July 25, 2019
The Michigan Legislature recently passed extensive amendments to Michigan’s no-fault act. Although no-fault reform had been talked about for years, it never really gained any traction. And then these sweeping amendments came out of the blue, being passed literally overnight and with little forewarning. They happened so fast, in fact, that the Legislature itself did not have time to fully process the changes it was making. Thus, less than two weeks later the Legislature was essentially required to amend its amendments in order to correct several errors that were made during the hasty first go-round.
From the perspective of the claims adjuster, it likely seems a daunting task to figure out how these extensive, hastily-passed amendments will impact your day-to-day claims handling activities. For instance, some of these amendments will not take effect for approximately two years. Others, however, became effective June 11, 2019. To the average claims adjuster it may not be readily apparent which amendments have already become effective and, thus, you need to be worried about now. Nor may it be clear what exactly it means for a particular amendment to have become effective as of June 11, 2019. Still yet, you may be uncertain what changes you may need to make in your daily claims handling activities in response to those amendments.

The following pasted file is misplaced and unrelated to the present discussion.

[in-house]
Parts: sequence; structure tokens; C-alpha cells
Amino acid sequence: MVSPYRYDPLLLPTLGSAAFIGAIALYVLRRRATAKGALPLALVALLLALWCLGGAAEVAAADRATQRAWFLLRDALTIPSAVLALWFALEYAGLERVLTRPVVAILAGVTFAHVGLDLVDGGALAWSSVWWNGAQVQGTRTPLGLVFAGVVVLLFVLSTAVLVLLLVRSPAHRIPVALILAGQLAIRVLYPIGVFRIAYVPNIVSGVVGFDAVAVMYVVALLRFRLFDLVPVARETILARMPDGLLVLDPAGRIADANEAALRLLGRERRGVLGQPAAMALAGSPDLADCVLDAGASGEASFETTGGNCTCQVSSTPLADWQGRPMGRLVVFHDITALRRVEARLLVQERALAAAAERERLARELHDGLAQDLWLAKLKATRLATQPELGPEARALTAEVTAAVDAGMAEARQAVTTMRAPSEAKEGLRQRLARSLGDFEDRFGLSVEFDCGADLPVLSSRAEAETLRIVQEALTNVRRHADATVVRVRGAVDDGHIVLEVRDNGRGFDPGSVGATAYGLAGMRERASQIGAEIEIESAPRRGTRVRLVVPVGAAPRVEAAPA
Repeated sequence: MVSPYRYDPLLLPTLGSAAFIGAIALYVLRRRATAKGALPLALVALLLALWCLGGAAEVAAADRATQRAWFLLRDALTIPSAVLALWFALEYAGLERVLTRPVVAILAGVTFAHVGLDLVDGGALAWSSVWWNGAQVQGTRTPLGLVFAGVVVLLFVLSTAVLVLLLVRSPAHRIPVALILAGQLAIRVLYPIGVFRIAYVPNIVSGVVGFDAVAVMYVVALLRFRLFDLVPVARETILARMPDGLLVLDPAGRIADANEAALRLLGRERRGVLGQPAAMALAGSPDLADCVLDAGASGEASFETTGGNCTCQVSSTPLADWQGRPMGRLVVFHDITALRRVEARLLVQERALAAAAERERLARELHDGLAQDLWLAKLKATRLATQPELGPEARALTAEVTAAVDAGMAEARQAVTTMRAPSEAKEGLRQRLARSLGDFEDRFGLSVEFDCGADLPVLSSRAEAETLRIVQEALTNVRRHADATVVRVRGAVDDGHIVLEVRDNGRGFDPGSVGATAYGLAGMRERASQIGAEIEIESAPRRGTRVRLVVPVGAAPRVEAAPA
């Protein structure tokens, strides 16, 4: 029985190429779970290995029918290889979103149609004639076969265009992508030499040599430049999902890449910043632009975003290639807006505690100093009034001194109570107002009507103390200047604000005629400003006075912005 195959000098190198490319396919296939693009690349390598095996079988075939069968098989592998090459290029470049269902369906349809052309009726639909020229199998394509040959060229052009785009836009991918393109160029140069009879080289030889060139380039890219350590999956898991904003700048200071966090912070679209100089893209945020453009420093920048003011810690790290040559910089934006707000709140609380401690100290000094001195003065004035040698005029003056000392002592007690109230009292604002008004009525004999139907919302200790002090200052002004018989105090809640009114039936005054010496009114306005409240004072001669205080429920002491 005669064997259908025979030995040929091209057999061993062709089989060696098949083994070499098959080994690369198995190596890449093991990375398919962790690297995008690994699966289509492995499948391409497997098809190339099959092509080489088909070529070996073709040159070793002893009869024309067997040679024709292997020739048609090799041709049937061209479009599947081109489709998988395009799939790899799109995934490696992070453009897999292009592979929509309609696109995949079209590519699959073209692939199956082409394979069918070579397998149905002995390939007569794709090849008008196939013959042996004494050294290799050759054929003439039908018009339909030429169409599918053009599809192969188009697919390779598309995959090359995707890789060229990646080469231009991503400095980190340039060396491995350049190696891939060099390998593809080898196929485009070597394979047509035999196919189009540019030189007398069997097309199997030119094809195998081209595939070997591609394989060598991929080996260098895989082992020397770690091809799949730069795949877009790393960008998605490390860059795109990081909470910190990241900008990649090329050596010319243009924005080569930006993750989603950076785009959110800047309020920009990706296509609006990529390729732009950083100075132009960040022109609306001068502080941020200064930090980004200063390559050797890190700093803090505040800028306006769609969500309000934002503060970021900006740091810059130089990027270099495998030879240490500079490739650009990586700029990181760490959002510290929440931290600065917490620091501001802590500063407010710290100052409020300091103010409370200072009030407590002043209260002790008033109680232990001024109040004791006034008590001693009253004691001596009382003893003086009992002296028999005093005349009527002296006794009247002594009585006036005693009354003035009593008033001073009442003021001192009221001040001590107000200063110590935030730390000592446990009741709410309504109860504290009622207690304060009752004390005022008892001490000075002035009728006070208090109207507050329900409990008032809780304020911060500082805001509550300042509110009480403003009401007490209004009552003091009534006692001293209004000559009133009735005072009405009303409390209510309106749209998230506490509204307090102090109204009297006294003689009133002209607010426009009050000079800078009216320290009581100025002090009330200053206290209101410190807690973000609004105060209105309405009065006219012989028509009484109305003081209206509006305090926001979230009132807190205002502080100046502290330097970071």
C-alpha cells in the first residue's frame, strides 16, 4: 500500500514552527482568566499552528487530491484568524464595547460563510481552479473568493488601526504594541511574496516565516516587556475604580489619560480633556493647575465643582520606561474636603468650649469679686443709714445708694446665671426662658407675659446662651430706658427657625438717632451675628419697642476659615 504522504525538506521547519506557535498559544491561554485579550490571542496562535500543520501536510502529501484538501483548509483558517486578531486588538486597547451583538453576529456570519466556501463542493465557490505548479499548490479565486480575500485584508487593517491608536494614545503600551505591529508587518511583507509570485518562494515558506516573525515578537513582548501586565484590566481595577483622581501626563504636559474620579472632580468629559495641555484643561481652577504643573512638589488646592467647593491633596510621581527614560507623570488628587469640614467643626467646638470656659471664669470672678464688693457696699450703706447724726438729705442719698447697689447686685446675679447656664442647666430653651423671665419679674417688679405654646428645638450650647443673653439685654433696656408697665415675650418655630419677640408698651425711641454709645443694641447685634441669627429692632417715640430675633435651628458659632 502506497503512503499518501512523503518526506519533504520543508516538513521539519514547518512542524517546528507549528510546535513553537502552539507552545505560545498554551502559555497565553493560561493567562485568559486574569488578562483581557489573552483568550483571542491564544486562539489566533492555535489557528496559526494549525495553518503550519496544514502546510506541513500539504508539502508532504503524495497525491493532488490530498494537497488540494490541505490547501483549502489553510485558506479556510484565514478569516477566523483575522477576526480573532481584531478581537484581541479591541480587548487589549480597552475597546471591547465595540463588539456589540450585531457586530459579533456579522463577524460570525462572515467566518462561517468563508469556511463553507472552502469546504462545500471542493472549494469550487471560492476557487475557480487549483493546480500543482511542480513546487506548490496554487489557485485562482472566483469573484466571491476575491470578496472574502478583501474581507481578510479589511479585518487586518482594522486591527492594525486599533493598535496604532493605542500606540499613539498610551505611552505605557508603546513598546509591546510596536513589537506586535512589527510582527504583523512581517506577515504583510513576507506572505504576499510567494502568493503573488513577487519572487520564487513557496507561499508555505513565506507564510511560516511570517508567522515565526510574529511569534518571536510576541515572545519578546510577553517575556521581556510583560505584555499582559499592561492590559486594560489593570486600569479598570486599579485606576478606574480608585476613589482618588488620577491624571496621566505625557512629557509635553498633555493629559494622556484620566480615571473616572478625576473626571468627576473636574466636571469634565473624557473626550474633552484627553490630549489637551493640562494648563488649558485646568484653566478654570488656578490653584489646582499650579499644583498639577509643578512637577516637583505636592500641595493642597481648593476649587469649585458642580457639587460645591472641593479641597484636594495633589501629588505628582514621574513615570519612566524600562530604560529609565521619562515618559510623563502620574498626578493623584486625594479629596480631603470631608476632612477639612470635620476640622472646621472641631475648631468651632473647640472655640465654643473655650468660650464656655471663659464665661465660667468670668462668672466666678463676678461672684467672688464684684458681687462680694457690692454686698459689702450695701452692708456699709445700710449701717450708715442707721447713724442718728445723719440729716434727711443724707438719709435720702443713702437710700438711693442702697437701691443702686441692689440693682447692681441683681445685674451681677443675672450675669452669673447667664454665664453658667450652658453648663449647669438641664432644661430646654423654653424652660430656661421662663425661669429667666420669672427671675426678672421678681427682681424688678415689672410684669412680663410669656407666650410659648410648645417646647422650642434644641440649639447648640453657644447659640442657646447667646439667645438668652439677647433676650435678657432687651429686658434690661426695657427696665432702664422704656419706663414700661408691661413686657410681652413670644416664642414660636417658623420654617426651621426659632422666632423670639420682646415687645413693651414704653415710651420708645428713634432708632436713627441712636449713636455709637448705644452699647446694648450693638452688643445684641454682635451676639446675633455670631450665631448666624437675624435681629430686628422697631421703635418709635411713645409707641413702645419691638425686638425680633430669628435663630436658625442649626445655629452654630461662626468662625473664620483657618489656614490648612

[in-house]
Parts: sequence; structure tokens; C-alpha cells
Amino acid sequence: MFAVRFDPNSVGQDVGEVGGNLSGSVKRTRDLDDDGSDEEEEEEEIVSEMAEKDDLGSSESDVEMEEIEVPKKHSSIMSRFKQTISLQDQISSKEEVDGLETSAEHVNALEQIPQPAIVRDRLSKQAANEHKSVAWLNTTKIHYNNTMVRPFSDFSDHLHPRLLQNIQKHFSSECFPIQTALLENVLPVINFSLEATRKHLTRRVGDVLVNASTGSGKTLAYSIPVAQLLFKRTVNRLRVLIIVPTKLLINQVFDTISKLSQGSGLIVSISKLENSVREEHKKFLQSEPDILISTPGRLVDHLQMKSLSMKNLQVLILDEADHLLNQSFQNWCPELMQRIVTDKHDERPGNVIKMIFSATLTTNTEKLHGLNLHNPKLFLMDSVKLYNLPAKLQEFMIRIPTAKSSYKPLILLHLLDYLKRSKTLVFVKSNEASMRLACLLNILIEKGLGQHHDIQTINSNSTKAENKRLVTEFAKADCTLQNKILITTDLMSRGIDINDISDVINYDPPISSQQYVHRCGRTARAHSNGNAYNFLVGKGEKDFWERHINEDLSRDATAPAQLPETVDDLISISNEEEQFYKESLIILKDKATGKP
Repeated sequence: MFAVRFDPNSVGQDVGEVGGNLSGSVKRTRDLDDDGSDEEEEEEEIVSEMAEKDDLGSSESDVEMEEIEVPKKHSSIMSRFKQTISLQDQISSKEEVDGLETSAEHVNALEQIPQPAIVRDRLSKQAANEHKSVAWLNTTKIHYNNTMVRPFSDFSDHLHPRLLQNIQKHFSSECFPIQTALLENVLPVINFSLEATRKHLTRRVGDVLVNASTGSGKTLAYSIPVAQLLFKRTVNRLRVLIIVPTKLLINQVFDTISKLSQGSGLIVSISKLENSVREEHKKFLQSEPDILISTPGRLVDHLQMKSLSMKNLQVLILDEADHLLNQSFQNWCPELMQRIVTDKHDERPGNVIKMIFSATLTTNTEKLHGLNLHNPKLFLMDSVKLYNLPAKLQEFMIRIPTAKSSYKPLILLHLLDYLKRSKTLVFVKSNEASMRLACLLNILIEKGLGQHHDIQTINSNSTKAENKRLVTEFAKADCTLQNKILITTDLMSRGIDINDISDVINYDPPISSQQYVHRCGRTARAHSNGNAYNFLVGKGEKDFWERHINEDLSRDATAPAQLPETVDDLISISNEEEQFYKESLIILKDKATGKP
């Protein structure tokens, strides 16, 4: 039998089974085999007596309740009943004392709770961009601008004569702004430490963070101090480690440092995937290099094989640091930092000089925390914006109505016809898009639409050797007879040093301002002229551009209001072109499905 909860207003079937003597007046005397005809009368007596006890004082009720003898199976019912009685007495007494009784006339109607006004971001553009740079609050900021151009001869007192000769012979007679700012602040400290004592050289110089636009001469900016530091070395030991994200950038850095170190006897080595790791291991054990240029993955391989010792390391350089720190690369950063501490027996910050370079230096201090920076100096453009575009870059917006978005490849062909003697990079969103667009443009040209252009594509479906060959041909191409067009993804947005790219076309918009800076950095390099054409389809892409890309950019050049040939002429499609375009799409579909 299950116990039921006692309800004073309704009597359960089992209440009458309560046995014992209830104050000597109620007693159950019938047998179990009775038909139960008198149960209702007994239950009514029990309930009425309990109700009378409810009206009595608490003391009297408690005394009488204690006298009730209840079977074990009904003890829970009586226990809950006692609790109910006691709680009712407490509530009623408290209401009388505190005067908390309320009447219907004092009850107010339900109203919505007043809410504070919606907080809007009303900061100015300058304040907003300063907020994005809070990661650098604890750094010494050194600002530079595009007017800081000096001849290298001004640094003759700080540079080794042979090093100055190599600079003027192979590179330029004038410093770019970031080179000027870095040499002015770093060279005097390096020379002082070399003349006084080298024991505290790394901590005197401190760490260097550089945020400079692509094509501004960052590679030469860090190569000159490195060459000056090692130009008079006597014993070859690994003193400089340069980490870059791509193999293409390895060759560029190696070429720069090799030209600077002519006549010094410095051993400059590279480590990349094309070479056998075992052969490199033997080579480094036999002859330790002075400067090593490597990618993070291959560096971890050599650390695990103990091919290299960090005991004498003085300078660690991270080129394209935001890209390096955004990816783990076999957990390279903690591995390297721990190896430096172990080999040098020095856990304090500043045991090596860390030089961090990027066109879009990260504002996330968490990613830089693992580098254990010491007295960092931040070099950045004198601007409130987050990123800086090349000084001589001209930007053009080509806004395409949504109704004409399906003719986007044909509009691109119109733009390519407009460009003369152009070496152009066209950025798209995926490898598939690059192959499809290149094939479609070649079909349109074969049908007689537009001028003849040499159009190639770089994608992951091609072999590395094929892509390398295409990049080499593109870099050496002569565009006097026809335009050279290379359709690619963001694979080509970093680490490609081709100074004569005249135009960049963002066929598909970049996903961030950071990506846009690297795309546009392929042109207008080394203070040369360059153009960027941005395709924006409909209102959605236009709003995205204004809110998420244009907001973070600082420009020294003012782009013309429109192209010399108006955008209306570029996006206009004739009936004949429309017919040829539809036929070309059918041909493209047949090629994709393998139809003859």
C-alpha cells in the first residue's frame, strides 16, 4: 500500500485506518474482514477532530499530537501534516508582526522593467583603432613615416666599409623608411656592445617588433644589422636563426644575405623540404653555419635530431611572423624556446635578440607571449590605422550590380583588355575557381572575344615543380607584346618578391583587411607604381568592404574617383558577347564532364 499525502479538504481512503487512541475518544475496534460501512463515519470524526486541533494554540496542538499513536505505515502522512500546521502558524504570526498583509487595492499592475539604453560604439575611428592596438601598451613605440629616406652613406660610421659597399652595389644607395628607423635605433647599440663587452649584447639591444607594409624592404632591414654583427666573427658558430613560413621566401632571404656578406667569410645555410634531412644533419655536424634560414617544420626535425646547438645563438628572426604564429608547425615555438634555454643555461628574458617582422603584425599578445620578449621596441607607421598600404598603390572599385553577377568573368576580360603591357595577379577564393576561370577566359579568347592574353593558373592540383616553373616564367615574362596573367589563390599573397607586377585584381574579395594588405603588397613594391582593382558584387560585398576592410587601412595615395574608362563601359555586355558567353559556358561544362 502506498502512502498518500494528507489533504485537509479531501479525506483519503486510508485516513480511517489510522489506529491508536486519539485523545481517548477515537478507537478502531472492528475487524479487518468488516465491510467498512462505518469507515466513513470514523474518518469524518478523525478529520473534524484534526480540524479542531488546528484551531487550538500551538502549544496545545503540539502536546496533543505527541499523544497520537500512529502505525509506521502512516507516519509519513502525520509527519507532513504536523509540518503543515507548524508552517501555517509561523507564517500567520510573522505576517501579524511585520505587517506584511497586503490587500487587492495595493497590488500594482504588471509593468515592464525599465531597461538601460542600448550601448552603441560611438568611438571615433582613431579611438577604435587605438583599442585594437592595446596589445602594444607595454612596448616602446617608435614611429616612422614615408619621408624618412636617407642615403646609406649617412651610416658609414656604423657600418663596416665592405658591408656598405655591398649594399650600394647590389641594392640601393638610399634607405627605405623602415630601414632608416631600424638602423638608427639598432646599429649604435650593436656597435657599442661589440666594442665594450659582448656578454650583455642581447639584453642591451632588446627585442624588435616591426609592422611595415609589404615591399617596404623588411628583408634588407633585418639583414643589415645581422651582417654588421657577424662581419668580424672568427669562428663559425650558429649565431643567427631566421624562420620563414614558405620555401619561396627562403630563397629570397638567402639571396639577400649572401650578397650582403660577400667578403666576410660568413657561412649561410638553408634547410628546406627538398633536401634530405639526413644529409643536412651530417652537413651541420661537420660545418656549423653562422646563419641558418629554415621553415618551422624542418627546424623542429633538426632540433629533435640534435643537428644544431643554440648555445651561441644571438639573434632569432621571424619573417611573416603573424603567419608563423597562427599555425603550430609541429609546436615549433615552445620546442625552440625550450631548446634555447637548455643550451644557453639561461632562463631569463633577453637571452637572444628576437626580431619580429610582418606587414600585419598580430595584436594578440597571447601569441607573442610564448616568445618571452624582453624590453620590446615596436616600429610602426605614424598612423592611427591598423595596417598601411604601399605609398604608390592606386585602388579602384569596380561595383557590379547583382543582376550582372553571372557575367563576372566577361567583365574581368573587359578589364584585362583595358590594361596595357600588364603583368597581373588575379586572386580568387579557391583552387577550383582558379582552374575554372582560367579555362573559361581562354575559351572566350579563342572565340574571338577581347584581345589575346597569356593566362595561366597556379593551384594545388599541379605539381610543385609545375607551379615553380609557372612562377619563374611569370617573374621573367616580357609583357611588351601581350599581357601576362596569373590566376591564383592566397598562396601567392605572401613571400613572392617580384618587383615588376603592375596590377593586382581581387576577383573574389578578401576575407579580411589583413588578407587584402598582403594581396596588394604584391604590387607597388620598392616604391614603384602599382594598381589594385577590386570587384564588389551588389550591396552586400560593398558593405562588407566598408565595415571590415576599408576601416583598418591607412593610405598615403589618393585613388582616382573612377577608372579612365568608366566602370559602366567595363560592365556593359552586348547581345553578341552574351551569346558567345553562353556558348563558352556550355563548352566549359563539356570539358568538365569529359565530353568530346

Thus, in the coming weeks we will be issuing a series of articles addressing those amendments that have already become effective. In doing so, our goal is to provide you with a succinct explanation of each amendment, describe how it will impact no-fault claims going forward, and provide an overview of how you may need to alter your day-to-day claims handling responsibilities to compensate for each amendment. Our hope is that this series of articles, coupled with the presentations that will be given at GLM’s Troy Breakfast Seminar and GLM’s Basics of Michigan Automobile No-fault Insurance Law Course, will equip you with all the expertise you need to continue effectively adjusting no-fault claims.